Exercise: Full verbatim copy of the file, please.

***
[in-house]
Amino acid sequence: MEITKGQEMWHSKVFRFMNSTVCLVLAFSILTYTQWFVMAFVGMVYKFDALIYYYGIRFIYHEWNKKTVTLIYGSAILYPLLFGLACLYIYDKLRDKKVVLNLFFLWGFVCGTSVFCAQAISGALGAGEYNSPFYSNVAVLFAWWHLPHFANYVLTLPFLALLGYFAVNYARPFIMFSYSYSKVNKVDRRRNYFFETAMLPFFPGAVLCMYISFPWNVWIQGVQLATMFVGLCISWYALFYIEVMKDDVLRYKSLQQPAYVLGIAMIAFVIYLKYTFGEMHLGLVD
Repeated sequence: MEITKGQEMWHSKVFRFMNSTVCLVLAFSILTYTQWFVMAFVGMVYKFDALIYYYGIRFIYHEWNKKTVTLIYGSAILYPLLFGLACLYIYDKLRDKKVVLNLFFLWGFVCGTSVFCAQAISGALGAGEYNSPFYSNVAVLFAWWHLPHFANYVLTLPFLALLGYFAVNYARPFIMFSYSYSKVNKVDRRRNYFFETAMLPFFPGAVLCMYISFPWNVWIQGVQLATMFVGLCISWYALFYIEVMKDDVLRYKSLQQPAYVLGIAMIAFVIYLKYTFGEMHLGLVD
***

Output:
[in-house]
Amino acid sequence: MEITKGQEMWHSKVFRFMNSTVCLVLAFSILTYTQWFVMAFVGMVYKFDALIYYYGIRFIYHEWNKKTVTLIYGSAILYPLLFGLACLYIYDKLRDKKVVLNLFFLWGFVCGTSVFCAQAISGALGAGEYNSPFYSNVAVLFAWWHLPHFANYVLTLPFLALLGYFAVNYARPFIMFSYSYSKVNKVDRRRNYFFETAMLPFFPGAVLCMYISFPWNVWIQGVQLATMFVGLCISWYALFYIEVMKDDVLRYKSLQQPAYVLGIAMIAFVIYLKYTFGEMHLGLVD
Repeated sequence: MEITKGQEMWHSKVFRFMNSTVCLVLAFSILTYTQWFVMAFVGMVYKFDALIYYYGIRFIYHEWNKKTVTLIYGSAILYPLLFGLACLYIYDKLRDKKVVLNLFFLWGFVCGTSVFCAQAISGALGAGEYNSPFYSNVAVLFAWWHLPHFANYVLTLPFLALLGYFAVNYARPFIMFSYSYSKVNKVDRRRNYFFETAMLPFFPGAVLCMYISFPWNVWIQGVQLATMFVGLCISWYALFYIEVMKDDVLRYKSLQQPAYVLGIAMIAFVIYLKYTFGEMHLGLVD